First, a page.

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Population Control Discussion

The thing that I did not suspect before is the thoughts about forced birth control. The question of the morality of having children is quite strange from the point of view of humanity. On the one hand, the authors push us to think about the future, the planet, and climate change. On the other hand, forcibly restricting the birth rate is a violation of human rights. A critical remark on the issue is about developing countries, where people do not have enough informational and material resources for family planning. This problem should be separated from general morality since it has a different direction and can be solved by sex education.

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Malthus argued that the growing population would lack food supply in the future, which is incorrect. An increase in the number of people does not mean a rise in the manifestations of hunger since, with an expansion in this indicator, others also grow to maintain a balance. Hunger here is understood as acute crisis periods and not the constant problems present in developing countries. According to Hasell, the death rate from protein and energy deficiency in 2000 was about 485 thousand people, and in 2017 the same indicator is equal to 232 thousand people. Research proves that the development of society and technology allows us to meet consumer demand.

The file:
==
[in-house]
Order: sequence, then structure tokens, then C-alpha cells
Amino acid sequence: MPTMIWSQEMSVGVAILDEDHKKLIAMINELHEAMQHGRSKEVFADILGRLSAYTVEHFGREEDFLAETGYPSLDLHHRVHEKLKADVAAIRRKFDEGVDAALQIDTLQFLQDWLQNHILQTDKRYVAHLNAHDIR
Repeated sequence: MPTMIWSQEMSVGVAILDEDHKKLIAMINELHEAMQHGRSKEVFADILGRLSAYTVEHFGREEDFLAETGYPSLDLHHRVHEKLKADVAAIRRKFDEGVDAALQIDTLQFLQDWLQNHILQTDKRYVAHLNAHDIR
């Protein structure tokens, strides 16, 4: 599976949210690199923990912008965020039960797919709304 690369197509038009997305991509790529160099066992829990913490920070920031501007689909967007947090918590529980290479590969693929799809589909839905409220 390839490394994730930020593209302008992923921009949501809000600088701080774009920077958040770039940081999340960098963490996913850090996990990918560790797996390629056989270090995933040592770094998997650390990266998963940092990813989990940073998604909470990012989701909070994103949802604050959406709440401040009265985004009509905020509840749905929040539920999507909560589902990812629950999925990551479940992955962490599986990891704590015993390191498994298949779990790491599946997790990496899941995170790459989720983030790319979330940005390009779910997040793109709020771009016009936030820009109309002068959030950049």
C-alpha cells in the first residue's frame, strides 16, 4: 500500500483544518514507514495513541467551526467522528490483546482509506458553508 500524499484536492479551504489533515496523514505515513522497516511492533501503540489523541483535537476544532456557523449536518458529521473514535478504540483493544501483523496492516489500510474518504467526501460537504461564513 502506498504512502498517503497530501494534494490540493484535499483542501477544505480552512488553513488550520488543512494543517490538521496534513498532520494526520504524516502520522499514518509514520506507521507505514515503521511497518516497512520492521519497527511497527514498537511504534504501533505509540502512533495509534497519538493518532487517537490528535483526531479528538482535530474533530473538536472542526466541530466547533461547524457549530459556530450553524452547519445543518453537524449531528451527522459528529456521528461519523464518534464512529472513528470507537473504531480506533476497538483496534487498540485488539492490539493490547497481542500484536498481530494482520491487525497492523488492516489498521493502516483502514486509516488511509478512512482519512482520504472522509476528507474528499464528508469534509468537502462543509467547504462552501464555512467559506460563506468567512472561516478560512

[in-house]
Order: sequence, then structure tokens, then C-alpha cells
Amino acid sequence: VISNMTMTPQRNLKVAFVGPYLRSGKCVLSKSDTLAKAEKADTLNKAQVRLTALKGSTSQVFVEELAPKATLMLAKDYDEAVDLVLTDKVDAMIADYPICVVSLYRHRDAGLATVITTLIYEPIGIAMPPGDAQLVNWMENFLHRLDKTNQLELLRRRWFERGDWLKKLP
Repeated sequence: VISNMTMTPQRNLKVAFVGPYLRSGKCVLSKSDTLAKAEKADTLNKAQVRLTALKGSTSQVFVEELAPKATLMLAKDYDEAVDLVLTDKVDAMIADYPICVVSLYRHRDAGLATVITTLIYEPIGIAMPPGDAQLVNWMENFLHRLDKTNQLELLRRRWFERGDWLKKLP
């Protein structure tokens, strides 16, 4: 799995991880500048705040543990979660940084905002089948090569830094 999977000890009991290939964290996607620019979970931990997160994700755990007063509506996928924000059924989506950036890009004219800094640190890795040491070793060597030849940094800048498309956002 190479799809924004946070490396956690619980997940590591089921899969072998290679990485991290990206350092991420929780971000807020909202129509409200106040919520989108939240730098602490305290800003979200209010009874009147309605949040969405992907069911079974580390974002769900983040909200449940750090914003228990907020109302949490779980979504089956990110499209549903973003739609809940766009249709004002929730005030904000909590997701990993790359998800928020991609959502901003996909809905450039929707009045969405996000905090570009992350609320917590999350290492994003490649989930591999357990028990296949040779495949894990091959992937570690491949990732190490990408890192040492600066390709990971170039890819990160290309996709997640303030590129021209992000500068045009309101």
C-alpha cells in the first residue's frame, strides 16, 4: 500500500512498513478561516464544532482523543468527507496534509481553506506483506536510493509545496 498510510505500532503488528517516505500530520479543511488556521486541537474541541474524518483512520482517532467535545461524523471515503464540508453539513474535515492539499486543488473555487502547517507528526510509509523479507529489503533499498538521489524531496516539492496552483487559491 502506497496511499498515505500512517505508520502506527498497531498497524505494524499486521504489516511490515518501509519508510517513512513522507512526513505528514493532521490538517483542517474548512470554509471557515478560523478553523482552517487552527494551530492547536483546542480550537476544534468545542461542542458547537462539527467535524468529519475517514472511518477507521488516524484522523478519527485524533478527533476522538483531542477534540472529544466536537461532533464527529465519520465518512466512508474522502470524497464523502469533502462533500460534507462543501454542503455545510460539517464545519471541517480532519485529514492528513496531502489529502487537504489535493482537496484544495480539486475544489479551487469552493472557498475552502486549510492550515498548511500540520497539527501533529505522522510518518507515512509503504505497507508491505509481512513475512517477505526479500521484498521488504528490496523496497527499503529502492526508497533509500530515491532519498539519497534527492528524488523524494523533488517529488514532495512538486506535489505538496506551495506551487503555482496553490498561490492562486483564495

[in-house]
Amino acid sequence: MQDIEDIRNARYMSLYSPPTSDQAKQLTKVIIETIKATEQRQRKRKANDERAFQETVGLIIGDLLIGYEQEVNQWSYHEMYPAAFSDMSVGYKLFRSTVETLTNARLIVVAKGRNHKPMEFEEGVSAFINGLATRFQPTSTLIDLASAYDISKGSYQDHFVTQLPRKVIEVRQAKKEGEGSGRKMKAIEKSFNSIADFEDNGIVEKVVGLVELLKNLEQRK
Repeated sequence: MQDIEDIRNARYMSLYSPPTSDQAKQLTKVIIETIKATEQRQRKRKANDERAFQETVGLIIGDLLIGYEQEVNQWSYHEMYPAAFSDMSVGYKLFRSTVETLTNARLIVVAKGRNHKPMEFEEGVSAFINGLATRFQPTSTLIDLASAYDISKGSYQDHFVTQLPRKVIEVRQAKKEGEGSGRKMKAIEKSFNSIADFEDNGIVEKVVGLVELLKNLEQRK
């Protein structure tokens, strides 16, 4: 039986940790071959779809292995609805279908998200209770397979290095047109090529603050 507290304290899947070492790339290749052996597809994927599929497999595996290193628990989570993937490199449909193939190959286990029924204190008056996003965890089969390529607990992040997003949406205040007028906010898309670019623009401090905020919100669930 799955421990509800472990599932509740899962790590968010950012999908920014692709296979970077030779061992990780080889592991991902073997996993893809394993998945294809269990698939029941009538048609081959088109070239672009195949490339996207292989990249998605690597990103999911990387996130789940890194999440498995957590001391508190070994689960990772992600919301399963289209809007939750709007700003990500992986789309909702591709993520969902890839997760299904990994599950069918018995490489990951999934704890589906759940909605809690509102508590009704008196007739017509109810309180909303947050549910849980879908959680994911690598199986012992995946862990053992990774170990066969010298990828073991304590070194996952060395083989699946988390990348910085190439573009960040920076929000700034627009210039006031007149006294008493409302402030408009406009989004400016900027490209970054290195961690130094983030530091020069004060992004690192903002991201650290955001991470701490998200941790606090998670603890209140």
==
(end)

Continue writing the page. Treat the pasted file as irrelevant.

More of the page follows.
A more balanced approach is a humane strategy to world problems. For example, the state can give bonuses to families who have decided to have only one child; this will help keep the number of the population at the same level. However, the decision on how many children to give birth should remain free. For developing countries, mandatory sex education lessons should be introduced, which will help them to be more aware and reduce the population. Rational use of resources and exploring new ones can help to maintain products at a sufficient level.

Work Cited

Hasell, Joe. “Does Population Growth Lead to Hunger and Famine?” Our World in Data,, 2018.

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